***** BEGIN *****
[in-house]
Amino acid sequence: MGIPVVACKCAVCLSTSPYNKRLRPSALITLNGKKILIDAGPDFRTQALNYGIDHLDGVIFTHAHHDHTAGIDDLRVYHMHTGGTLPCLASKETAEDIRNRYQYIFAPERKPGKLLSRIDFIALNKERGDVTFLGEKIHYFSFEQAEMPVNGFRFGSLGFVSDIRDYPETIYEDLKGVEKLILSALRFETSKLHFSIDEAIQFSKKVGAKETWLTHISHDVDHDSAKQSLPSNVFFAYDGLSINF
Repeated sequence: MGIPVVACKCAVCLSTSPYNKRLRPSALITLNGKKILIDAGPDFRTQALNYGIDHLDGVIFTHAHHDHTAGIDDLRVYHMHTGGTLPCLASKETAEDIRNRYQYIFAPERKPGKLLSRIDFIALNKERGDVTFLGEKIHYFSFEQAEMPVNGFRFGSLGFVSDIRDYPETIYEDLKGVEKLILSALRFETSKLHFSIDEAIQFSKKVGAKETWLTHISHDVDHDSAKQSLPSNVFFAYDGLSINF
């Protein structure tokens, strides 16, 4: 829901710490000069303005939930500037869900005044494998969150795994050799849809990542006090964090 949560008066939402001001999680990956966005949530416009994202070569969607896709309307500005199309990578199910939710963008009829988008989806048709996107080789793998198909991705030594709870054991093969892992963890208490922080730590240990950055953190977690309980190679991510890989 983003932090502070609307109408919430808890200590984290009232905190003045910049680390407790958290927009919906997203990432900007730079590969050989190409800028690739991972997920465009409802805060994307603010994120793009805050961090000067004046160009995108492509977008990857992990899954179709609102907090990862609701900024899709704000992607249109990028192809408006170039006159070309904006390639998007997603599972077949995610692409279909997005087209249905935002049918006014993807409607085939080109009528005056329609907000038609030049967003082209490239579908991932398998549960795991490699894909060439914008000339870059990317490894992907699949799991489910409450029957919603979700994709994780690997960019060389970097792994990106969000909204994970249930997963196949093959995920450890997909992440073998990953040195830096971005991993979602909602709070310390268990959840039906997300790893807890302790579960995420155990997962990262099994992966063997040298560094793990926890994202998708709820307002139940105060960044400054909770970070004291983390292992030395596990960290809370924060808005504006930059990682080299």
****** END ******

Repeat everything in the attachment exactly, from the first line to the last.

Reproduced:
[in-house]
Amino acid sequence: MGIPVVACKCAVCLSTSPYNKRLRPSALITLNGKKILIDAGPDFRTQALNYGIDHLDGVIFTHAHHDHTAGIDDLRVYHMHTGGTLPCLASKETAEDIRNRYQYIFAPERKPGKLLSRIDFIALNKERGDVTFLGEKIHYFSFEQAEMPVNGFRFGSLGFVSDIRDYPETIYEDLKGVEKLILSALRFETSKLHFSIDEAIQFSKKVGAKETWLTHISHDVDHDSAKQSLPSNVFFAYDGLSINF
Repeated sequence: MGIPVVACKCAVCLSTSPYNKRLRPSALITLNGKKILIDAGPDFRTQALNYGIDHLDGVIFTHAHHDHTAGIDDLRVYHMHTGGTLPCLASKETAEDIRNRYQYIFAPERKPGKLLSRIDFIALNKERGDVTFLGEKIHYFSFEQAEMPVNGFRFGSLGFVSDIRDYPETIYEDLKGVEKLILSALRFETSKLHFSIDEAIQFSKKVGAKETWLTHISHDVDHDSAKQSLPSNVFFAYDGLSINF
């Protein structure tokens, strides 16, 4: 829901710490000069303005939930500037869900005044494998969150795994050799849809990542006090964090 949560008066939402001001999680990956966005949530416009994202070569969607896709309307500005199309990578199910939710963008009829988008989806048709996107080789793998198909991705030594709870054991093969892992963890208490922080730590240990950055953190977690309980190679991510890989 983003932090502070609307109408919430808890200590984290009232905190003045910049680390407790958290927009919906997203990432900007730079590969050989190409800028690739991972997920465009409802805060994307603010994120793009805050961090000067004046160009995108492509977008990857992990899954179709609102907090990862609701900024899709704000992607249109990028192809408006170039006159070309904006390639998007997603599972077949995610692409279909997005087209249905935002049918006014993807409607085939080109009528005056329609907000038609030049967003082209490239579908991932398998549960795991490699894909060439914008000339870059990317490894992907699949799991489910409450029957919603979700994709994780690997960019060389970097792994990106969000909204994970249930997963196949093959995920450890997909992440073998990953040195830096971005991993979602909602709070310390268990959840039906997300790893807890302790579960995420155990997962990262099994992966063997040298560094793990926890994202998708709820307002139940105060960044400054909770970070004291983390292992030395596990960290809370924060808005504006930059990682080299």